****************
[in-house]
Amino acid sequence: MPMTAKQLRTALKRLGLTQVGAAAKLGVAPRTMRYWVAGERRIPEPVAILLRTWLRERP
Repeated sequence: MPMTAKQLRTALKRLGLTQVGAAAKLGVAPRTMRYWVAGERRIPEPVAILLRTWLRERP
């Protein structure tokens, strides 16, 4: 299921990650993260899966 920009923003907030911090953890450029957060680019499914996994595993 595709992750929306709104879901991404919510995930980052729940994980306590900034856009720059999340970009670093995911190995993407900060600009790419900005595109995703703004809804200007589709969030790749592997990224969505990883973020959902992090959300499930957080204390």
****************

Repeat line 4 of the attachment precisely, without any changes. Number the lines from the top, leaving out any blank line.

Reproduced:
């Protein structure tokens, strides 16, 4: 299921990650993260899966 920009923003907030911090953890450029957060680019499914996994595993 595709992750929306709104879901991404919510995930980052729940994980306590900034856009720059999340970009670093995911190995993407900060600009790419900005595109995703703004809804200007589709969030790749592997990224969505990883973020959902992090959300499930957080204390």